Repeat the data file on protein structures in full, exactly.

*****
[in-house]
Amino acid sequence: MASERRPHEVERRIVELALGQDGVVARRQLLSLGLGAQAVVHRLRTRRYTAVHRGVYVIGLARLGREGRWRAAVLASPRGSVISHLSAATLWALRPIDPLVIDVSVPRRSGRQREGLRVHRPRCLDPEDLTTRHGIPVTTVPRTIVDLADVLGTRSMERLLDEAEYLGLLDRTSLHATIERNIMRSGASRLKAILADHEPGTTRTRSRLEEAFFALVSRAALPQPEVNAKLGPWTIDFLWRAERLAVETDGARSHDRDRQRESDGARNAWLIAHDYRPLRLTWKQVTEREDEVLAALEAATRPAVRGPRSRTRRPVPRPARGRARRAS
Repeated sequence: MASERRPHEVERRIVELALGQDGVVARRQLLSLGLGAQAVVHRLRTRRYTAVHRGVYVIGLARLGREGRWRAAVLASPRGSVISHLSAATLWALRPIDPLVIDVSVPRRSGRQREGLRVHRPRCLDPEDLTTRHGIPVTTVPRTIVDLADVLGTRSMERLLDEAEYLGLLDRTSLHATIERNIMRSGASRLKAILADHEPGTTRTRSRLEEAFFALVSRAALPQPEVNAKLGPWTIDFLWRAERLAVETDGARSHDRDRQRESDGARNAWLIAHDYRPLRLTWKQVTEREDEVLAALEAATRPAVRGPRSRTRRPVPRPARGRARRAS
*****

[in-house]
Amino acid sequence: MASERRPHEVERRIVELALGQDGVVARRQLLSLGLGAQAVVHRLRTRRYTAVHRGVYVIGLARLGREGRWRAAVLASPRGSVISHLSAATLWALRPIDPLVIDVSVPRRSGRQREGLRVHRPRCLDPEDLTTRHGIPVTTVPRTIVDLADVLGTRSMERLLDEAEYLGLLDRTSLHATIERNIMRSGASRLKAILADHEPGTTRTRSRLEEAFFALVSRAALPQPEVNAKLGPWTIDFLWRAERLAVETDGARSHDRDRQRESDGARNAWLIAHDYRPLRLTWKQVTEREDEVLAALEAATRPAVRGPRSRTRRPVPRPARGRARRAS
Repeated sequence: MASERRPHEVERRIVELALGQDGVVARRQLLSLGLGAQAVVHRLRTRRYTAVHRGVYVIGLARLGREGRWRAAVLASPRGSVISHLSAATLWALRPIDPLVIDVSVPRRSGRQREGLRVHRPRCLDPEDLTTRHGIPVTTVPRTIVDLADVLGTRSMERLLDEAEYLGLLDRTSLHATIERNIMRSGASRLKAILADHEPGTTRTRSRLEEAFFALVSRAALPQPEVNAKLGPWTIDFLWRAERLAVETDGARSHDRDRQRESDGARNAWLIAHDYRPLRLTWKQVTEREDEVLAALEAATRPAVRGPRSRTRRPVPRPARGRARRAS